Space Time: Voting along party lines, the Senate confirmed Jim Bridenstine as the administrator of NASA, 15 months after his predecessor stepped down. Bridenstine, a Republican congressman from Oklahoma, has been criticized for his lack of scientific credentials, controversial statements about climate change, and alleged misuse of resources at the Tulsa Air and Space Museum. His confirmation creates a new vacancy in the House ahead of November's midterms.
Trump's Troubles: The attorney general of New York has asked the state's legislature to close a "double-jeopardy loophole" so that in the event President Trump tries to impede the Justice Department's Russia probe by pardoning the people implicated, state prosecutors could pick up where federal prosecutors leave off. Amid the investigation of Michael Cohen, Trump's longtime personal lawyer and fixer, numerous allies of the president have asserted that Cohen would never "turn on" Trump—yet their defenses presume that the president has something to hide. David Graham ponders what they might be thinking.
Cycling Suit: Lance Armstrong, the cyclist who was stripped of seven Tour de France victories in 2012 after an investigation concluded he and other members of the U.S. Postal Service team had used illegal performance-enhancing drugs, has settled a whistle-blower lawsuit for $5 million. The suit, filed by one of his former teammates, alleged that Armstrong's doping while receiving USPS sponsorship money amounted to fraud of the federal government. Here's what's next for the man who brought him down.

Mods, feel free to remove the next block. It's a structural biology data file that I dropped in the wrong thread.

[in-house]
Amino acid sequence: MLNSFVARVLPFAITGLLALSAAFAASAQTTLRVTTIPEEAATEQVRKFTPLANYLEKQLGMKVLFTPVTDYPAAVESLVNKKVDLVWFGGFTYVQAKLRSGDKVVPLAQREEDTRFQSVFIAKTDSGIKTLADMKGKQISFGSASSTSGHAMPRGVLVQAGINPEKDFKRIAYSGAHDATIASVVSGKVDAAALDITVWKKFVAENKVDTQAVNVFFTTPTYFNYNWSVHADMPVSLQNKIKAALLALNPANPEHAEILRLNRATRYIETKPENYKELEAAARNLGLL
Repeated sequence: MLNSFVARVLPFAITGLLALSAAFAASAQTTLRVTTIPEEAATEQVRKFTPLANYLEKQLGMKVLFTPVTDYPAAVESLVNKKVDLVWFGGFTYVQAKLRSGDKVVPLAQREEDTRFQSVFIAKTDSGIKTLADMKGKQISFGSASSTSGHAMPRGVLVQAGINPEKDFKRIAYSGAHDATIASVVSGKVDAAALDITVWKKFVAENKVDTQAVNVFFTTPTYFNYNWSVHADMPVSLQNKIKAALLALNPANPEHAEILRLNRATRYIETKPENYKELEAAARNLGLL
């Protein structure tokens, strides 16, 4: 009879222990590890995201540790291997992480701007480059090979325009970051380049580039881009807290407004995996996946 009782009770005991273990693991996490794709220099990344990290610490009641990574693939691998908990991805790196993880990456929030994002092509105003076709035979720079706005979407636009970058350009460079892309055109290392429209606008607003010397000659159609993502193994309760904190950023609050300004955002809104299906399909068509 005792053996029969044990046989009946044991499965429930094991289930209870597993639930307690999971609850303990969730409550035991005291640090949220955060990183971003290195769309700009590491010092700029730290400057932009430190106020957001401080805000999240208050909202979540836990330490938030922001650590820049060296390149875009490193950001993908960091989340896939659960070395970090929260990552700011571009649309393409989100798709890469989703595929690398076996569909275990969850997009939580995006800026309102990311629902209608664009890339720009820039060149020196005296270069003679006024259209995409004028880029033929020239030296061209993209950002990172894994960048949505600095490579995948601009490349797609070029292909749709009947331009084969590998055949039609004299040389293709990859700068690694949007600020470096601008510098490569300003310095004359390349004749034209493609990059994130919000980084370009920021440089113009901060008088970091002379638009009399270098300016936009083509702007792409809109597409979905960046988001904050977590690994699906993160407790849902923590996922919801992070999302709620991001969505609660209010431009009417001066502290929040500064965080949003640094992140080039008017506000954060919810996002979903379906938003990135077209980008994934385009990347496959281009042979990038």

Lauren Smiley visits an unusual workplace:
Keep reading for what it's like to work at the Museum of Ice Cream.
What Do You Know … About Global Affairs?
The Syrian Civil War has drawn in numerous other countries in the region that are complicating and prolonging the fighting. Iran, for instance, has given billions of dollars to the Syrian government to arm and train soldiers—and also, Karim Sadjadpour argues, as a way to threaten its regional archenemy, Israel. As Israel continues to strike Iranian command centers in Syria, there is a risk that open conflict could erupt between the regional foes.